JSC 49040 (VER. 1.0), NASA SYSTEM ENGINEERING PROCESS FOR PROGRAMS AND PROJECTS (OCT-1994)
JSC 49040 (VER. 1.0), NASA SYSTEM ENGINEERING PROCESS FOR PROGRAMS AND PROJECTS (OCT-1994)., The overall policy by which NASA handles major system programs and projects was established under NASA Management Instruction (NMI) 7120.4 in November of 1993. However, the need exists for a common set of suggested processes, products, and terminology regarding the technical management of all programs and projects. These processes, products, and terminology have been established by an intercenter team and are contained in this document. In addition, this document contains a common project management terminology, established by the intercenter team.
The NASA Systems Engineering Process for Programs and Projects establishes a common set of suggested top-level technical processes for developing NASA missions. Developed by a NASA-wide team, it consists of a structured set of program/project technical activities and milestones. These are designed to effect a structured evolution of activities and products so that objectives are met effectively and efficiently. The purpose of this document is to provide guidance, criteria, approach, procedure, and product and terminology standards for the successful completion of these activities. Especially important are the progressive, structured, traceable steps of system baselining and configuration control. This document is subordinate to and supports NASA Management Instruction (NMI) 7120.4, Management of Major System Programs and Projects, and the associated NASA Handbook (NHB) 7120.5.
This document addresses the definition, production, and operation of the total operational system (hardware, software, personnel, facilities, data, and so on) used to accomplish mission objectives. Topics include a definition of the activities and logical flow (life cycle model), a description of the required maturity at given points in the cycle (control gates), descriptions of the required intermediate products (data dictionary) and a standardized set of definitions (lexicon).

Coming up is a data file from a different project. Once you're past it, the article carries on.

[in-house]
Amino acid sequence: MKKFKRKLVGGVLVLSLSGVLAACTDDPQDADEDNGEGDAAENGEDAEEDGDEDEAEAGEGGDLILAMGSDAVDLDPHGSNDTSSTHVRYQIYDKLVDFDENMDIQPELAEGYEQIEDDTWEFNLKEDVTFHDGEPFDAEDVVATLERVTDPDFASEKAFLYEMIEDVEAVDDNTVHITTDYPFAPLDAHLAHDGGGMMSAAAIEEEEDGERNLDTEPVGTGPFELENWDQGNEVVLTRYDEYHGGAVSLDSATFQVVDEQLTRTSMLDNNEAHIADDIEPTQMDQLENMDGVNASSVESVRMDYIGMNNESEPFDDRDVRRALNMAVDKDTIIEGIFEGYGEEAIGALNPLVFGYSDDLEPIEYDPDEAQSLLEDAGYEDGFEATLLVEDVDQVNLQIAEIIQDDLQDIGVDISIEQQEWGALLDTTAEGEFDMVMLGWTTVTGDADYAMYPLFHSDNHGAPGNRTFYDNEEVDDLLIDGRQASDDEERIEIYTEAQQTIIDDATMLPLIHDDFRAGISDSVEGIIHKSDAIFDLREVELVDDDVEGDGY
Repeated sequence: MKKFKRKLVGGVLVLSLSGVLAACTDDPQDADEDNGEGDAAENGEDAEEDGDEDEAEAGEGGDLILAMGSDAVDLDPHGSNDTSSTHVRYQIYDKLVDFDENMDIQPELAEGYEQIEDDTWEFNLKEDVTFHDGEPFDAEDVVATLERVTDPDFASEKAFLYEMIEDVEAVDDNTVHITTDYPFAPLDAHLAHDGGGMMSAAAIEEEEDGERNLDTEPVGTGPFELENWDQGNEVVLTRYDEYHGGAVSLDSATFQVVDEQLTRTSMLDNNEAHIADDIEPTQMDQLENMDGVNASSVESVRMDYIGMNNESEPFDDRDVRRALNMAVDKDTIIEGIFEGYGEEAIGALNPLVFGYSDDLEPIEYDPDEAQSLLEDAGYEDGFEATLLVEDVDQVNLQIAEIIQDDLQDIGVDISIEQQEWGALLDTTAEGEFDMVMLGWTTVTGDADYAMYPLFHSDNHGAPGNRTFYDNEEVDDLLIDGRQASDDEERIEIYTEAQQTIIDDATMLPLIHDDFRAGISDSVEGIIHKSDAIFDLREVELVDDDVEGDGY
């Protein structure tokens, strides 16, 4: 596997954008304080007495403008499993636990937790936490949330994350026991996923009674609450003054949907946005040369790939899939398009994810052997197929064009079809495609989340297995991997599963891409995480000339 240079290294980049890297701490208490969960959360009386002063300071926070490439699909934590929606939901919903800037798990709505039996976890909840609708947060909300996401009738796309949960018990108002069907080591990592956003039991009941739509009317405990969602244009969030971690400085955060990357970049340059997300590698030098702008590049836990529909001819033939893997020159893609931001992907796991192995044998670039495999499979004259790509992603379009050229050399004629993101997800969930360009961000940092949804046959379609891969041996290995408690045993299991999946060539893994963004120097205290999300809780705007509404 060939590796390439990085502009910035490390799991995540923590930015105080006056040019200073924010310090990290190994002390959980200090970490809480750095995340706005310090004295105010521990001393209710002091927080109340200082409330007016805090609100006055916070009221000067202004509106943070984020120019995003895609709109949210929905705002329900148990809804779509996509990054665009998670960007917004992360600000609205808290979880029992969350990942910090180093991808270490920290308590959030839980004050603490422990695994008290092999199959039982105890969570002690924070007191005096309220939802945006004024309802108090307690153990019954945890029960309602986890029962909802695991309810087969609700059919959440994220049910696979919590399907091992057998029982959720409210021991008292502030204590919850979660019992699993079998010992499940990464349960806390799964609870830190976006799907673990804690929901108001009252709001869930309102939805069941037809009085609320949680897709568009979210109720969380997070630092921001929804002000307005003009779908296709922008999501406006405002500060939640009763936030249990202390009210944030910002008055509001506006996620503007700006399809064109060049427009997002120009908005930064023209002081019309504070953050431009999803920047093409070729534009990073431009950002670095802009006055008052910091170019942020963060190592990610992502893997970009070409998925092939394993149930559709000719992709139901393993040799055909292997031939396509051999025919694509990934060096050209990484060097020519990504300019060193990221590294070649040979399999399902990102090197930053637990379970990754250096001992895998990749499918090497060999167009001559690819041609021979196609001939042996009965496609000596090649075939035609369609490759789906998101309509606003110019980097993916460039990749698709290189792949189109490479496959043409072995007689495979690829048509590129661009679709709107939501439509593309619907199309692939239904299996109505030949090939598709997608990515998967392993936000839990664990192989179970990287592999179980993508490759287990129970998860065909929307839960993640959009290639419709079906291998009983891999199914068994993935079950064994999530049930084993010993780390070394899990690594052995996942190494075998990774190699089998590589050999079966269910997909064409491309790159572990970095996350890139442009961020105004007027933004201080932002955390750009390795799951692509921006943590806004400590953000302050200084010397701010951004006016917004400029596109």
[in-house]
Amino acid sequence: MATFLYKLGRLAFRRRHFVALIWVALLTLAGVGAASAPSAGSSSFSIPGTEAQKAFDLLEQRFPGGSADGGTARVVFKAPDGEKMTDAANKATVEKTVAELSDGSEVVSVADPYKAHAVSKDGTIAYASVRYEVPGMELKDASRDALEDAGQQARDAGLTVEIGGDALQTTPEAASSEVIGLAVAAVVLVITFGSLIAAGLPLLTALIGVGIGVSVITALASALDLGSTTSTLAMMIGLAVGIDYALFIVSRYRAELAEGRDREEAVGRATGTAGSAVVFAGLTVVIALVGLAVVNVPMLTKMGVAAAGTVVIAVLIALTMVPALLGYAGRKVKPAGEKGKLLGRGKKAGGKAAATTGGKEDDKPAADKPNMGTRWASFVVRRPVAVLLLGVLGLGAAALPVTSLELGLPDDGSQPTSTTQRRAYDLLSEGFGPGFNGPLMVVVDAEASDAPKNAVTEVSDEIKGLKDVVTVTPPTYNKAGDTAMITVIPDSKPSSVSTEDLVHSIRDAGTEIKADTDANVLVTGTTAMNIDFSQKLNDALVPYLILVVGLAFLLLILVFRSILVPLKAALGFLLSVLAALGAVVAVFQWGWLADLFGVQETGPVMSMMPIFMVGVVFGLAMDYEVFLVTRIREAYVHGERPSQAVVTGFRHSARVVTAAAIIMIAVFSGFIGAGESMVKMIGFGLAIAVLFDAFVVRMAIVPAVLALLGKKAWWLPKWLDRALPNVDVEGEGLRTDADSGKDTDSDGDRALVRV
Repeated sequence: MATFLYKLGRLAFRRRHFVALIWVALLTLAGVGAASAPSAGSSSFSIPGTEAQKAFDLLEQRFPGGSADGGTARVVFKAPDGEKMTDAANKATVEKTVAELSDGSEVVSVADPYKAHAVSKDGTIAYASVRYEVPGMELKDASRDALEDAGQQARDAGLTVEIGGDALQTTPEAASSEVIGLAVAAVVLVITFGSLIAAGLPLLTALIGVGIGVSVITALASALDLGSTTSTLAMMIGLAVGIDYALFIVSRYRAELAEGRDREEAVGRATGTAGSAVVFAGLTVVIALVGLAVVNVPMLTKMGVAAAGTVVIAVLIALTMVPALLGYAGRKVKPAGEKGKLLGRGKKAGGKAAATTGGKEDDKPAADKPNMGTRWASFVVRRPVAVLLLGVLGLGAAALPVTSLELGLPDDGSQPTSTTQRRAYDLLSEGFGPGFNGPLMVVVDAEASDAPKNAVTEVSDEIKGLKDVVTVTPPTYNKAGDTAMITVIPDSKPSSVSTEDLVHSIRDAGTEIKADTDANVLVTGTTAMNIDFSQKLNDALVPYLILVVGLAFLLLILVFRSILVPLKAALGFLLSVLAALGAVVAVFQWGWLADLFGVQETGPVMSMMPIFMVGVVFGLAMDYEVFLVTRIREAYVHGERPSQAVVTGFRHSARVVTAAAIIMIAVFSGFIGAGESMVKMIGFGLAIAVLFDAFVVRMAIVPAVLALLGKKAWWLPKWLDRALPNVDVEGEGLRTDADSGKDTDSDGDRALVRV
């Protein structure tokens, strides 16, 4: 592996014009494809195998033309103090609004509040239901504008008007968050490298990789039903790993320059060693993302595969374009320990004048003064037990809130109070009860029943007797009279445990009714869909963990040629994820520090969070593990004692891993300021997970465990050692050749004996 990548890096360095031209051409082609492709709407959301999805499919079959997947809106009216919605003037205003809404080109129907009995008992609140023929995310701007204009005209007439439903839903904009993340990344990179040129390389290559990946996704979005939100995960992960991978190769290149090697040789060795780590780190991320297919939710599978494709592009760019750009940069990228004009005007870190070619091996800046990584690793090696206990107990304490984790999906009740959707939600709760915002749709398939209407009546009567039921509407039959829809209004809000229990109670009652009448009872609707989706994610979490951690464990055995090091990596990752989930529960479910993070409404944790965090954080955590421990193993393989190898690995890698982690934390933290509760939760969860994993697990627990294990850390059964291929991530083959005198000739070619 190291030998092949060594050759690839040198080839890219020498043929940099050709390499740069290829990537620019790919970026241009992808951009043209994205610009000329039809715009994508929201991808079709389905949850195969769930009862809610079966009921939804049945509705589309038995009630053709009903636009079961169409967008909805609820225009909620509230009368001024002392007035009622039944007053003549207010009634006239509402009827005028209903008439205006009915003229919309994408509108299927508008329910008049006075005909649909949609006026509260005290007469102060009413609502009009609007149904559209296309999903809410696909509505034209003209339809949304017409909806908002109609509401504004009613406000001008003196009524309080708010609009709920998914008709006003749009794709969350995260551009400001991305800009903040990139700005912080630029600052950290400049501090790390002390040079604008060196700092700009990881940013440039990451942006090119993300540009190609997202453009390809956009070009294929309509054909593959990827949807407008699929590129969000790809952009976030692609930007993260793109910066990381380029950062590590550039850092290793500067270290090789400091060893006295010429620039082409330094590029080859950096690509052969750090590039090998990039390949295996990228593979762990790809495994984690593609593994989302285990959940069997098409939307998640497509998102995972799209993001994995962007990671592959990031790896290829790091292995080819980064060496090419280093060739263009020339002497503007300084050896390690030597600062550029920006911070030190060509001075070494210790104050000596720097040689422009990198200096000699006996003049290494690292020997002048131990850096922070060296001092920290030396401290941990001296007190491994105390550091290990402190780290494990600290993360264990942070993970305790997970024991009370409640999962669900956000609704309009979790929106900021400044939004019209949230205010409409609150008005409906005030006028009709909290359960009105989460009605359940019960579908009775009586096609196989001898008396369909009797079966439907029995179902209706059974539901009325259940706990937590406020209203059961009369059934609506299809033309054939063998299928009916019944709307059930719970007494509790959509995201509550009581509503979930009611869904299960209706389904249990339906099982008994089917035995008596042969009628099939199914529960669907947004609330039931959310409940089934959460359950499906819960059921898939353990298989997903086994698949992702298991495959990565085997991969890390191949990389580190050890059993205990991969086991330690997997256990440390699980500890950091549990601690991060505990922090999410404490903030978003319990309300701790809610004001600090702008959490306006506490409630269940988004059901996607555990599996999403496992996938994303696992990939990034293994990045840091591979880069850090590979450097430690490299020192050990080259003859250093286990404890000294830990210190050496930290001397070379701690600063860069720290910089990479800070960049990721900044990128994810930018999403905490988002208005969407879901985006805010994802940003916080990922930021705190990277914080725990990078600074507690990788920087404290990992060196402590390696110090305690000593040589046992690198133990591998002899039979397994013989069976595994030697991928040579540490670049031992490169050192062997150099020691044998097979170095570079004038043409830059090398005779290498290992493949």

It is anticipated that this work will provide three closely related needs:
1) a common and mutually understood starting point so that logical and consistent plans are easier to develop,
2) a ready reference to help ensure that critical activities are not forgotten, and
3) a distillation of recognized successful practices that can be used as a firm foundation for improvement.
It is taken as an axiom that a thorough understanding of what has worked in the past provides the best starting point for developing better ways to do things in the future. This document is not a new and radical departure, nor is it business as usual. It is a lean compendium of a proven and logical engineering process undertaken in the belief that much is to be gained simply by doing things as well as we know how, every time. However, one should note the following.
• The technical process is parallel to, yet distinct from, the specific procurement approach. A project must accomplish the same technical tasks whether performed in-house or by contractors.
• The technical process itself must be managed and controlled. This is distinct from the administration and organization of resources and personnel.
• Compromising the technical process entails grave risks. On the other hand, proceeding too slowly wastes resources.
• Cost and schedule are always paramount concerns. Too little, too much, or out of sequence activity can seriously jeopardize cost and schedule.